I respect the artistic intent, however this type of mindset among young social media users that we must manufacture a beautiful, dramatic, and sexually appealing moment all for the sake of a photograph and an acceptable amount of likes, is one that I feel does not accurately represent and respect our existence as human beings. This behavior simply fails to acknowledge who we actually are in our everyday lives.
Why are there hundreds of thousands of pictures hash-tagged “#provocative” for no other purpose than the simple viewing pleasure of the entire world? These people, whether clothed in bikinis, lingerie, a revealing outfit, or even just posed suggestively, are consistently undermining their value and worth as individuals by presenting themselves as eye candy rather than people with aspirations and intellectual capacity who deserve to be respected. And it is all in the name of something called “likes”. We are sacrificing our individuality and unique qualities for popular approval.
My question is, will pushing your chest out three inches to get ten extra likes make you feel more complete than the pride of knowing that you have preserved your respect for yourself? There is not a required pose for selfies, no one way to make a selfie “successful” after it is uploaded, but rather an infinite number of possibilities available to share yourself, in all of your beauty and dignity, with the world that does not involve objectification.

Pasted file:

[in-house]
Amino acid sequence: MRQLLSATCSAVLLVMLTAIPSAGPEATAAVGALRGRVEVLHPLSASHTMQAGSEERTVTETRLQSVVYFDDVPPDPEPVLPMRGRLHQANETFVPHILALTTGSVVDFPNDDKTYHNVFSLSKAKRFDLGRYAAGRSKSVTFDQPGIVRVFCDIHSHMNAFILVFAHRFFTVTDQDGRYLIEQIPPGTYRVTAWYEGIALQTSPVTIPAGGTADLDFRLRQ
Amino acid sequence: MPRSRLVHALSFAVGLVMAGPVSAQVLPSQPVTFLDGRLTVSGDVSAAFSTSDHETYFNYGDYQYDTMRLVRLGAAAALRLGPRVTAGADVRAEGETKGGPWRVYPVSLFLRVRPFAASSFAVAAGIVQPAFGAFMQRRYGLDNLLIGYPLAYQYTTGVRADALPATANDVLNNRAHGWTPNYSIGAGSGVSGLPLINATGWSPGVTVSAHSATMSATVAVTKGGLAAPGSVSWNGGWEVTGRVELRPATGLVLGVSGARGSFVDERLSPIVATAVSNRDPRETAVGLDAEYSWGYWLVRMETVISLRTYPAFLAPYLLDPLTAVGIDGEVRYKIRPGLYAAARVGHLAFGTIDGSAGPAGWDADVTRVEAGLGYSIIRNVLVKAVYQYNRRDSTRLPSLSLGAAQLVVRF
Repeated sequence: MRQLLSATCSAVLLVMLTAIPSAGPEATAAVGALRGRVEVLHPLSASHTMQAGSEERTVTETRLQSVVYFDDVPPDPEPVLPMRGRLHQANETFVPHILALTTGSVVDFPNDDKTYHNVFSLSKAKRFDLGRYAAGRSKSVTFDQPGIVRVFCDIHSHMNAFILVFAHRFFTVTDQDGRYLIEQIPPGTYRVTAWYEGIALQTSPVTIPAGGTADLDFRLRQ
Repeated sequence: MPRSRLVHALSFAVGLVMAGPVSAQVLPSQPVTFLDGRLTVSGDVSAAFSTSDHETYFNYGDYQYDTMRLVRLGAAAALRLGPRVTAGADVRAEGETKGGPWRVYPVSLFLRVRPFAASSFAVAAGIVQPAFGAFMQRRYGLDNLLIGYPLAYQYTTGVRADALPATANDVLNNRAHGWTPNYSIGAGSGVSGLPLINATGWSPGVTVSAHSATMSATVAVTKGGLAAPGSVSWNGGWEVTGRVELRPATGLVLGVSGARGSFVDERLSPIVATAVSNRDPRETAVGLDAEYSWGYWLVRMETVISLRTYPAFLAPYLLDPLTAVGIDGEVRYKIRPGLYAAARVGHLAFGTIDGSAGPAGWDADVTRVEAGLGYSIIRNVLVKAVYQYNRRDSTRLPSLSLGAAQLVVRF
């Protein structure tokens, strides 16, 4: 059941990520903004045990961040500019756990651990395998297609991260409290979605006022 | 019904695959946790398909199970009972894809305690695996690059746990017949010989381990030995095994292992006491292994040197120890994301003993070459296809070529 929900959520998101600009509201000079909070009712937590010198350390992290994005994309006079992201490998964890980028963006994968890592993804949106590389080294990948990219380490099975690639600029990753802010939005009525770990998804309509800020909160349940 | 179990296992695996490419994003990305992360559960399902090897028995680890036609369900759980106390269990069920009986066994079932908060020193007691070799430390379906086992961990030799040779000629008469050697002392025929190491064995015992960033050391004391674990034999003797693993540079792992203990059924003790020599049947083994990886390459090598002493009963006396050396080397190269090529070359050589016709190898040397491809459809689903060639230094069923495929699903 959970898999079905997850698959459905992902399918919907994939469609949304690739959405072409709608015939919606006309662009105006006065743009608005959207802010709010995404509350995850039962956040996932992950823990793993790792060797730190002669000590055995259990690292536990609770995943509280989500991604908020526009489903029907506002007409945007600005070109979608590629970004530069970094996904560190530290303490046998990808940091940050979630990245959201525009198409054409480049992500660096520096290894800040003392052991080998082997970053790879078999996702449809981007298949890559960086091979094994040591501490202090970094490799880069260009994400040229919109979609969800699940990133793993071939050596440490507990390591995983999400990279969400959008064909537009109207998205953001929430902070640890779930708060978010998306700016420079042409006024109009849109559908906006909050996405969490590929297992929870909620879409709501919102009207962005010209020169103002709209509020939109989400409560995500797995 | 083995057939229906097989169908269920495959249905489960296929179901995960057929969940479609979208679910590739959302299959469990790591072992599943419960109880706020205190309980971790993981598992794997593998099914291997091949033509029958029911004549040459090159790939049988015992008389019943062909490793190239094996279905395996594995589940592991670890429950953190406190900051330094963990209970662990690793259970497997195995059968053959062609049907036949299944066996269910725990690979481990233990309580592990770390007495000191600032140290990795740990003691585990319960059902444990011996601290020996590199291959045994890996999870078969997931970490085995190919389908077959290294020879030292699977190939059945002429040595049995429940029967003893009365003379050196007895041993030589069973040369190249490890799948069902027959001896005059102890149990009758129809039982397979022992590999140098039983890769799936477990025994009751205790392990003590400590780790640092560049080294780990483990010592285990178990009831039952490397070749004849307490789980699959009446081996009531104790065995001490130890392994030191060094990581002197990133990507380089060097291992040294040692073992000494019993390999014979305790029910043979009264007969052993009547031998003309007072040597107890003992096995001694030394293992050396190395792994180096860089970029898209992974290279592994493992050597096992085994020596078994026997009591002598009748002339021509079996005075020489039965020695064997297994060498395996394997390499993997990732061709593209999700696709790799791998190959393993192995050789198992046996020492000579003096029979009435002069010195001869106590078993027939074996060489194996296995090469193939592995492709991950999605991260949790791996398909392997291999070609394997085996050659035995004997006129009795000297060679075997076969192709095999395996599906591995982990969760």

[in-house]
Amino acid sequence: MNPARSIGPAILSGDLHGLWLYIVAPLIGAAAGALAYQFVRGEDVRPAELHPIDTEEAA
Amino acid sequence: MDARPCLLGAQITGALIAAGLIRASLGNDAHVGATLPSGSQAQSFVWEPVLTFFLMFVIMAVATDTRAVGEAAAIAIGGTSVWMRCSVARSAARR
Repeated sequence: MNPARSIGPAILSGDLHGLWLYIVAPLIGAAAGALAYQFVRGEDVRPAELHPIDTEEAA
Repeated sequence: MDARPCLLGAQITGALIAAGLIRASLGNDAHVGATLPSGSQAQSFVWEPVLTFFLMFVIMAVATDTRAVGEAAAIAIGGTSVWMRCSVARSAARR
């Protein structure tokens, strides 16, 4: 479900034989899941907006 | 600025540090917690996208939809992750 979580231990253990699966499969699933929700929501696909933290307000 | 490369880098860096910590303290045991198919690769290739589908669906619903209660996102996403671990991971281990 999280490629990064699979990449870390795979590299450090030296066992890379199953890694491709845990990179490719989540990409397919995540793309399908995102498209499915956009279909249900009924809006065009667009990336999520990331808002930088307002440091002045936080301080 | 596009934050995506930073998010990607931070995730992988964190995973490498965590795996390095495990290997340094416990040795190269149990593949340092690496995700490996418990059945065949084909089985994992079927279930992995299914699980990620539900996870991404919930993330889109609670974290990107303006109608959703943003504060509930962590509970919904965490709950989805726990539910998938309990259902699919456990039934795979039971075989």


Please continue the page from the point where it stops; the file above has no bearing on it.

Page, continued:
In addition to the self-depreciation that arises from the sexualized photographs, we are also undermining our existence by pretending to have special moments for the sole purpose of taking a picture. The opposite is what originally took place. People used to take pictures because something special, interesting, or admirable happened. Now people make moments because they want to take pictures. The occasional artful picture is always fun to see, but then I think about how our children, when we come to that point in our lives, would think of us if they only had these fake moments preserved forever electronically to understand how we once were and where we came from. The answer? They would see someone else entirely.
While speaking on this subject of the discrepancies between our internet and real life personalities, columnist Mark Byrne, while referring to himself, states “I can tell you who Instagram Mark is. Instagram Mark is a man who lives on espresso and aged Manchego and spends more time with his feet dangling into pools than he does working. (Does he even have a job?) He’s never eaten fast food, and his apartment is always crowded with friends. Truth be told, Instagram Mark is kind of an overcompensating jerk.” Hardly reality, and hardly what you want to be remembered as.
When all is said and done, we are each the sole determinant of how we come across to others. Regardless of if we choose to portray ourselves with another identity, as promiscuous, down to earth, fake, real, sexualized, or beautiful, we must realize that this is how people will begin to view us and be prepared to be treated as such. Likes do not determine our self-worth, but rather our devotion to remaining genuine and respectful to ourselves. Share what you’re proud of, but with an approach in the name of self-respect and class, because what is classier than #you?